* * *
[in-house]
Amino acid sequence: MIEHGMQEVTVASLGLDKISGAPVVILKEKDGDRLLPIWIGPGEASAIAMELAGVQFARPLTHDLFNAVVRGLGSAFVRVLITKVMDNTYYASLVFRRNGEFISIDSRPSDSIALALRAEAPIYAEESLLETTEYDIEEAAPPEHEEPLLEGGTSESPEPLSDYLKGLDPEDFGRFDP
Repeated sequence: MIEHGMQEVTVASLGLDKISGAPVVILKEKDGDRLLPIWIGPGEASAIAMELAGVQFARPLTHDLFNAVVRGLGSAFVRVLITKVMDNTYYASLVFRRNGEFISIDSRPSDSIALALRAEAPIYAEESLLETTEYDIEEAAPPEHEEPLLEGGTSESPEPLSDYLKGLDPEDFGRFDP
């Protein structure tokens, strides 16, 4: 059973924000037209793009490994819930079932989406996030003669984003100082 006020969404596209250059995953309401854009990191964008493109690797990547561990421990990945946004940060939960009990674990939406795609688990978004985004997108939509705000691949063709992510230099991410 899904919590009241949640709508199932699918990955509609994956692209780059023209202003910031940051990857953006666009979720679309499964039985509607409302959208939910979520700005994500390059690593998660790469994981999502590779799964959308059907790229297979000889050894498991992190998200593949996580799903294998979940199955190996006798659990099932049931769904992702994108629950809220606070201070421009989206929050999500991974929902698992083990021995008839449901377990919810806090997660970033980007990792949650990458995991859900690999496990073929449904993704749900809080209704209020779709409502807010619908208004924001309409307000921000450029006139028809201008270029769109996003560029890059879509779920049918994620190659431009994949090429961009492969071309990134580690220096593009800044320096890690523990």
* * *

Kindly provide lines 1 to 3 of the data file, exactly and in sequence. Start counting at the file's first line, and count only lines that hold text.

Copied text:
[in-house]
Amino acid sequence: MIEHGMQEVTVASLGLDKISGAPVVILKEKDGDRLLPIWIGPGEASAIAMELAGVQFARPLTHDLFNAVVRGLGSAFVRVLITKVMDNTYYASLVFRRNGEFISIDSRPSDSIALALRAEAPIYAEESLLETTEYDIEEAAPPEHEEPLLEGGTSESPEPLSDYLKGLDPEDFGRFDP
Repeated sequence: MIEHGMQEVTVASLGLDKISGAPVVILKEKDGDRLLPIWIGPGEASAIAMELAGVQFARPLTHDLFNAVVRGLGSAFVRVLITKVMDNTYYASLVFRRNGEFISIDSRPSDSIALALRAEAPIYAEESLLETTEYDIEEAAPPEHEEPLLEGGTSESPEPLSDYLKGLDPEDFGRFDP